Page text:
Delaying melatonin increases mental alertness, prolongs sleep latency, and decreases overall sleep quality. This has cascading effects on the numerous psychological, cardiovascular, and metabolic processes that require sufficient sleep for adequate recovery and restoration. On a cellular level, late-night light even confuses the mitochondria! If you had the tendency to nap during your high-school biology class, mitochondria are the body’s energy makers. Impair them, and you impair just about every single physiological system.
Now, if you’re prone to thinking, “I’ll sleep when I’m dead,” and burning the midnight oil to put a few more hours of work into your passion project, let us set something straight. The longer you have been awake, the more sensitive you are to light. When the clock chimes 11pm, you aren’t accomplishing anything worthy of applause.
Artificial light that arrives to the eyes between 11 PM and 4 AM suppresses the release of dopamine, which can inhibit learning, impair attention, block creativity and create additional detrimental effects. If your long-term vision requires playing the long game at peak performance, you’re much better off prioritizing sleep instead of hunching over the computer screen.
To adequately buffer your bedtime and support the highest quality of sleep, aim to shut down your electronic devices at least 90 minutes before you hit the sack. Rather than sitting through a few episodes of the latest Netflix hit, try meditating and journaling to help your mind and body wind down.
Need a journal prompt?! Try this one: How am I feeling; mentally, emotionally, and physically? How would I like to feel tomorrow? What is one thing I can think, feel, and/or do to create a greater sense of presence?
Maintain a routine sleep cycle.
Start paying attention to when you think, feel, and perform at your best. Although the standard sleep cycle is from 10:00pm to 6:00am, specific bedtimes and wake times vary from person to person. Regardless of the time you choose, maintaining a regular routine supports your SCN in balancing your circadian clock.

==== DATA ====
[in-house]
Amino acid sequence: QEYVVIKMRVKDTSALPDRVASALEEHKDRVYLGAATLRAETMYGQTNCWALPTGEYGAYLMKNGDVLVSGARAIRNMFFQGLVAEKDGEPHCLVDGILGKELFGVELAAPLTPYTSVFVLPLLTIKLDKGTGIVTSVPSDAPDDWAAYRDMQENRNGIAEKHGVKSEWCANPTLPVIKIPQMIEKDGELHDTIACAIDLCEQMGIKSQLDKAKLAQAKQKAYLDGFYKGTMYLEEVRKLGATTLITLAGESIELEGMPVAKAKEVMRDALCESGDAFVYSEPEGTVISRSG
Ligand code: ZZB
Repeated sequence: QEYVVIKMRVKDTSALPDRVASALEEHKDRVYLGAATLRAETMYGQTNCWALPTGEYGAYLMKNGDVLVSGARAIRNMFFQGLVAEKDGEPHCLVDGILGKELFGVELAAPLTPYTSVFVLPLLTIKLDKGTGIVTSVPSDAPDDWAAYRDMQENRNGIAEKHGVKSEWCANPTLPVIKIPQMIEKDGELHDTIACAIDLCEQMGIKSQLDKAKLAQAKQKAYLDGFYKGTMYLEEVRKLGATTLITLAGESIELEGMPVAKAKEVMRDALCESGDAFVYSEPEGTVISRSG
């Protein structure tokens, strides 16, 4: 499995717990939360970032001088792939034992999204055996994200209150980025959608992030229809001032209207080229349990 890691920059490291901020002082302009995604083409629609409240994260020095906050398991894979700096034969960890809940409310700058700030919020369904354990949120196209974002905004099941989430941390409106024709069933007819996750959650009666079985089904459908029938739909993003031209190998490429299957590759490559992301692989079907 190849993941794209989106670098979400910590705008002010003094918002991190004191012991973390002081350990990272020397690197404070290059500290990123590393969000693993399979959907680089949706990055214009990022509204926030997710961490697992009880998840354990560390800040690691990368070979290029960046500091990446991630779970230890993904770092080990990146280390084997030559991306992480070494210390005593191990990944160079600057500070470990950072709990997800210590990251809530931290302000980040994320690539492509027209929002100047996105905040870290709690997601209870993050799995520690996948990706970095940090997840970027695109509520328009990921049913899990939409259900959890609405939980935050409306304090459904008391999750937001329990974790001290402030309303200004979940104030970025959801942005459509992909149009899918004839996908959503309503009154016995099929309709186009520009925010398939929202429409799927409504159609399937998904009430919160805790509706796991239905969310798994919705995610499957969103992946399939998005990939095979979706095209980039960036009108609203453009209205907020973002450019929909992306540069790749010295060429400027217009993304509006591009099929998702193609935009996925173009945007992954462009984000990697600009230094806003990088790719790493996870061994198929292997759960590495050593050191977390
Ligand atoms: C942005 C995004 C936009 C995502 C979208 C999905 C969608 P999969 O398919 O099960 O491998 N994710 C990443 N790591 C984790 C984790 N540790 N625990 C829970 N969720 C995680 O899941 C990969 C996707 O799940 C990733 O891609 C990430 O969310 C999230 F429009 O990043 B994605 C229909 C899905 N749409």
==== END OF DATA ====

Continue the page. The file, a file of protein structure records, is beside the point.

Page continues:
Think about it: when you stay up and wake up two hours later on the weekends, how do you feel when Monday rolls around? Groggy, right? That’s because your body has to recalibrate your rhythms all over again! Not only will you feel more energized and focused, but a set sleep schedule will also help you fall asleep, stay asleep, and wake up with ease.
Use blackout curtains.
Did you know that being exposed to light during your sleep is linked to higher rates of depression, increased weight gain, and a greater probability of developing a chronic illness. It’s worth repeating: your bedroom should be a technology-free zone. Consider it a non-negotiable piece of your sleep hygiene routine.
However, light emanating from outside your windows needs to be considered, too. Whether you live in the city or out in the country, blackout curtains will keep your bedroom in the perfect condition for the deepest, most restorative sleep. If your room begins to resemble a cave, then you’re on the right track!
Set the temperature of your home to 66-70 degrees Fahrenheit.
Sleep researchers have found an ambient temperature of 66-70 degrees Fahrenheit to be the most optimal setting for sleep. Although the specific temperature may vary from person to person, this range has been associated with the best overall sleep quality.
Similarly to light, the SCN uses environmental and body temperatures to help regulate your circadian clock. Despite how cozy a warm bedroom may feel, it can actually inhibit your body’s natural sleep cycles and restorative processes (like, the glymphatic system). In fact, higher temperatures reduce sleep efficiency, increase fatigue, decrease crucial slow-wave sleep, and interrupt your REM cycles.
After you adjust your thermostat, you can help your body prepare for sleep by taking a warm bath two hours before bedtime or taking a cold shower immediately before sliding beneath the covers. Both options will encourage your body temperature to drop, signaling the release of melatonin, the onset of sleepiness, and the beginning of an efficient slumber.
There you have it; our top tips for sleep hygiene in granular detail. It’s time you (finally) get the deep, restorative sleep you’ve been aching for. Don’t you agree?